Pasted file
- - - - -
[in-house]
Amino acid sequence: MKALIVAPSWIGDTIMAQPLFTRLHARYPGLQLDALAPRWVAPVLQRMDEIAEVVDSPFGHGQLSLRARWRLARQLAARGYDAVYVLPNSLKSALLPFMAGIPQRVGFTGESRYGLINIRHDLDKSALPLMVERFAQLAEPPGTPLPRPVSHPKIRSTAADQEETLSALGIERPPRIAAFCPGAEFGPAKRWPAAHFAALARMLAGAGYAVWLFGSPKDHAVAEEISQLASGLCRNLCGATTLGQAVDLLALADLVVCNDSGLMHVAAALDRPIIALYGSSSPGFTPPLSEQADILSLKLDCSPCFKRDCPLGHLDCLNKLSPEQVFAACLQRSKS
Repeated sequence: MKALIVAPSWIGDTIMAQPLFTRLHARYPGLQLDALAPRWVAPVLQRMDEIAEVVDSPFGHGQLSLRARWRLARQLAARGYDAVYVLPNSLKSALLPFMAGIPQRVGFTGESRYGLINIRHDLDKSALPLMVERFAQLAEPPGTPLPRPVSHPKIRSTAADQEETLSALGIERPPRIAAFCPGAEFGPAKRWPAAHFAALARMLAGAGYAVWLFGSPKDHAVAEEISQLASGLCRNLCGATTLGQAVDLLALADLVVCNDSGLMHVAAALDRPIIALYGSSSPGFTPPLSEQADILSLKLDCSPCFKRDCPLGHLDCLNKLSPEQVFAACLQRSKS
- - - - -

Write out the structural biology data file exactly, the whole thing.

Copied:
[in-house]
Amino acid sequence: MKALIVAPSWIGDTIMAQPLFTRLHARYPGLQLDALAPRWVAPVLQRMDEIAEVVDSPFGHGQLSLRARWRLARQLAARGYDAVYVLPNSLKSALLPFMAGIPQRVGFTGESRYGLINIRHDLDKSALPLMVERFAQLAEPPGTPLPRPVSHPKIRSTAADQEETLSALGIERPPRIAAFCPGAEFGPAKRWPAAHFAALARMLAGAGYAVWLFGSPKDHAVAEEISQLASGLCRNLCGATTLGQAVDLLALADLVVCNDSGLMHVAAALDRPIIALYGSSSPGFTPPLSEQADILSLKLDCSPCFKRDCPLGHLDCLNKLSPEQVFAACLQRSKS
Repeated sequence: MKALIVAPSWIGDTIMAQPLFTRLHARYPGLQLDALAPRWVAPVLQRMDEIAEVVDSPFGHGQLSLRARWRLARQLAARGYDAVYVLPNSLKSALLPFMAGIPQRVGFTGESRYGLINIRHDLDKSALPLMVERFAQLAEPPGTPLPRPVSHPKIRSTAADQEETLSALGIERPPRIAAFCPGAEFGPAKRWPAAHFAALARMLAGAGYAVWLFGSPKDHAVAEEISQLASGLCRNLCGATTLGQAVDLLALADLVVCNDSGLMHVAAALDRPIIALYGSSSPGFTPPLSEQADILSLKLDCSPCFKRDCPLGHLDCLNKLSPEQVFAACLQRSKS